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World War I and the Visual Arts

Metropolitan Museum of Art, New York

31 Jul 2017 - 7 Jan 2018

Organised to commemorate the centenary of the First World War, this exhibition focuses on the impact of the war on the visual arts, exploring how artists reacted to and represented the horrors of modern warfare. Drawn mainly from the museum’s collection, the chronological display includes prints, photographs, illustrated books, and trading cards, as well as medals, examples of trench art, and helmets. It reveals how artists – including Otto Dix, Fernand Léger, Käthe Kollwitz, and C.R.W. Nevinson – reflected a myriad of styles, ideologies, and mediums in response to the war. As the reality of the war became apparent, several figures changed their positions to express fierce condemnation, mournful regret, or pacifist sentiments. Find out more about the ‘World War I and the Visual Arts’ exhibition from The Met’s website.

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Dona Nobis Pacem (Give Us Peace) (1916), Ernst Barlach. The Metropolitan Museum of Art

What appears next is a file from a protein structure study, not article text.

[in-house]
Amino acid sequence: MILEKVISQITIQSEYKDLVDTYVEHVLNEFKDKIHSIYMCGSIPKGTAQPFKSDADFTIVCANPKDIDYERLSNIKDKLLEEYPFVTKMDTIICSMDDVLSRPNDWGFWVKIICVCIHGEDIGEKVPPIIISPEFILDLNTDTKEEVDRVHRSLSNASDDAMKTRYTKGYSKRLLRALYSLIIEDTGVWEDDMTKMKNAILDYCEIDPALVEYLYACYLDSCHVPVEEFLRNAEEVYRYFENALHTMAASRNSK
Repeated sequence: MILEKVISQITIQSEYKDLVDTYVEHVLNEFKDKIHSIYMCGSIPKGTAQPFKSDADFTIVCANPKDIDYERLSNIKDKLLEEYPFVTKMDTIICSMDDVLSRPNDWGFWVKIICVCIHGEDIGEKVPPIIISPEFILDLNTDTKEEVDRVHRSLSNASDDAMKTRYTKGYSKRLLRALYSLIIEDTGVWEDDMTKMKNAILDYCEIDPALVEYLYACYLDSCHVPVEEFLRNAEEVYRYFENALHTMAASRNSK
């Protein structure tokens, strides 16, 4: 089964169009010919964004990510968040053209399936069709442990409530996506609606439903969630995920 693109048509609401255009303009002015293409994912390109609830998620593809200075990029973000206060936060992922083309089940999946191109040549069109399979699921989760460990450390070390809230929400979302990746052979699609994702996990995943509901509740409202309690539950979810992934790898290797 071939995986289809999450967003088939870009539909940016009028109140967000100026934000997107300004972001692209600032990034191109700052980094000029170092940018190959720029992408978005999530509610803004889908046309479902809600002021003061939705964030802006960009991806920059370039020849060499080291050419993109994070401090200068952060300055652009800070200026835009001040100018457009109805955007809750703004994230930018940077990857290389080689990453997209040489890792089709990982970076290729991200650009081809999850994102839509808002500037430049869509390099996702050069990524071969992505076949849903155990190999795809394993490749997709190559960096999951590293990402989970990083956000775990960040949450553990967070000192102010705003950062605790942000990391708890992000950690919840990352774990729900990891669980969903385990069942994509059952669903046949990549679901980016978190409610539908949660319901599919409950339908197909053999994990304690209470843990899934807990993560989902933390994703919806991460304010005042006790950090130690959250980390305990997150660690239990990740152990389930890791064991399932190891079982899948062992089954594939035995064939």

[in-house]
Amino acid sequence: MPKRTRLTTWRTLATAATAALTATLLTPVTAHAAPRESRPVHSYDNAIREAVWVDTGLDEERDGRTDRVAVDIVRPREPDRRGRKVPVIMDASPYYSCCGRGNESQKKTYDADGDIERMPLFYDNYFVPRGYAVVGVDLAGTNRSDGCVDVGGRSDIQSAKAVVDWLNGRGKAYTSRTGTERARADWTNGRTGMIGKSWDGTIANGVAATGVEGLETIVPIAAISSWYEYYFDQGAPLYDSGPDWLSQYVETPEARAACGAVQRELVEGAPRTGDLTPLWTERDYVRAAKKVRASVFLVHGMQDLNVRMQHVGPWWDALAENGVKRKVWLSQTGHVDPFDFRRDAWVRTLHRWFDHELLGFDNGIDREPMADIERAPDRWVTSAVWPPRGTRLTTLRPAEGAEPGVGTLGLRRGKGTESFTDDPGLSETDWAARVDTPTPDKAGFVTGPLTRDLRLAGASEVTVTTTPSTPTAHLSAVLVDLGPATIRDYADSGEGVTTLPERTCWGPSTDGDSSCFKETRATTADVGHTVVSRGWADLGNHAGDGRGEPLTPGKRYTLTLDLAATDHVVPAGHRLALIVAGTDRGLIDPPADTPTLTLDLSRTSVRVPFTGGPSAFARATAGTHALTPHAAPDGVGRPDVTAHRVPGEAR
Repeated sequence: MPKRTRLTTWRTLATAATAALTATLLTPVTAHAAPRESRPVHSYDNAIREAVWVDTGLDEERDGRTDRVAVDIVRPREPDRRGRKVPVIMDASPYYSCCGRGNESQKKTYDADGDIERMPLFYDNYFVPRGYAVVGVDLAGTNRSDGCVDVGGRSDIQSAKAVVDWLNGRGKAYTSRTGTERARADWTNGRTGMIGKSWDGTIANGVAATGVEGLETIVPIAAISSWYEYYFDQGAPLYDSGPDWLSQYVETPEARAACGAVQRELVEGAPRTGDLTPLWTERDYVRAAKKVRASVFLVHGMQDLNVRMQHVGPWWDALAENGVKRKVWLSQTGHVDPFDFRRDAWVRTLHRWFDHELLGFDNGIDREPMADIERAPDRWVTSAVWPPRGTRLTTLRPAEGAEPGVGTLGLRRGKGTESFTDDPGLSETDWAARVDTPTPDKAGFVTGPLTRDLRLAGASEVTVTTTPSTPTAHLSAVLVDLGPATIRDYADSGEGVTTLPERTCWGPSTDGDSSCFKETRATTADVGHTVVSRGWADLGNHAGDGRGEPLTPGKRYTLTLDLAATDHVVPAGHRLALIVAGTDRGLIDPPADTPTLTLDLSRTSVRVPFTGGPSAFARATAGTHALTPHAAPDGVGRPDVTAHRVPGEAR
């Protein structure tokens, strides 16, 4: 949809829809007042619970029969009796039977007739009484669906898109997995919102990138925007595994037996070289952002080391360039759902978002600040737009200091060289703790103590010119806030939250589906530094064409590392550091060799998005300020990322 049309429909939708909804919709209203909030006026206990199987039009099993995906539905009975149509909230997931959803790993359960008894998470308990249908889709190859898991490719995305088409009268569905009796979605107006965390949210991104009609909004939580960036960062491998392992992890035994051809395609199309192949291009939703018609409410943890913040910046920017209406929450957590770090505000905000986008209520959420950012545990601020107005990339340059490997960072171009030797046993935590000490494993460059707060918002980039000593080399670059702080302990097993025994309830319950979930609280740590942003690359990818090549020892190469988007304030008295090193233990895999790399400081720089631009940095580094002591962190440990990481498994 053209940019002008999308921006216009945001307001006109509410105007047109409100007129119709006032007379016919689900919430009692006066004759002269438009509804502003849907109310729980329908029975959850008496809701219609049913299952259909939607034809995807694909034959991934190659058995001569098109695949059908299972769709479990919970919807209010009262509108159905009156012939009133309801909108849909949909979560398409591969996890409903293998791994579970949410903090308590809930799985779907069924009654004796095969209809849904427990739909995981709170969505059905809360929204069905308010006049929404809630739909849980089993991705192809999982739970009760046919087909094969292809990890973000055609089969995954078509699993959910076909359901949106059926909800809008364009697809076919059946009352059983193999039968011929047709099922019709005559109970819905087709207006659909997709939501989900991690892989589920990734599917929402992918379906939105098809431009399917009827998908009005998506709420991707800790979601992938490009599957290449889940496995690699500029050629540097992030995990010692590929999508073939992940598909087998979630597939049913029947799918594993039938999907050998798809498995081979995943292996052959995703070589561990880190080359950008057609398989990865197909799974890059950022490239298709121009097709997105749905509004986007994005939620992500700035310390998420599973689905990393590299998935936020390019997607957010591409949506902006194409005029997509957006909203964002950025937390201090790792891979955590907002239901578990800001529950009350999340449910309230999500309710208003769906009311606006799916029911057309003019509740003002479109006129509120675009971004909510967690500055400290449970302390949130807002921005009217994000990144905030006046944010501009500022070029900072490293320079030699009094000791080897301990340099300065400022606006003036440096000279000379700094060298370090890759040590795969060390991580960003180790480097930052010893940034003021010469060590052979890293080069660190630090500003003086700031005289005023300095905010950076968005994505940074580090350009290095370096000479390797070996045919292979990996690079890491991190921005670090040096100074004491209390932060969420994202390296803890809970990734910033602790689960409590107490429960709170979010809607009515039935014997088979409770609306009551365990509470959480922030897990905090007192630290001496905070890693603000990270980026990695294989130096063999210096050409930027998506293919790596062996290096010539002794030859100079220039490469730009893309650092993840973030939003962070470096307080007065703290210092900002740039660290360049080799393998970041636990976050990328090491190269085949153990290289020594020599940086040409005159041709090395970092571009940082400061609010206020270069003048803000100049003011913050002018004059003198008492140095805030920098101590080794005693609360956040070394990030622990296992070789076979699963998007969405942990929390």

Dona Nobis Pacem (Give Us Peace) (1916), Ernst Barlach. The Metropolitan Museum of Art

The Parents (1921–22), Käthe Kollwitz. The Metropolitan Museum of Art

The Parents (1921–22), Käthe Kollwitz. The Metropolitan Museum of Art

Returning to the Trenches (1916), C. R. W. Nevison. The Metropolitan Museum of Art

Returning to the Trenches (1916), C. R. W. Nevison. The Metropolitan Museum of Art

Wheels in Vault (1918), John Singer Sargent. The Metropolitan Museum of Art

Wheels in Vault (1918), John Singer Sargent. The Metropolitan Museum of Art

American Helmet Model No. 7, Experimental Sentinel's helmet prototype, produced by W. H. Mullins Co., Salem, Ohio, 1918. The Metropolitan Museum of Art

American Helmet Model No. 7, Experimental Sentinel’s helmet prototype, produced by W. H. Mullins Co., Salem, Ohio, 1918. The Metropolitan Museum of Art

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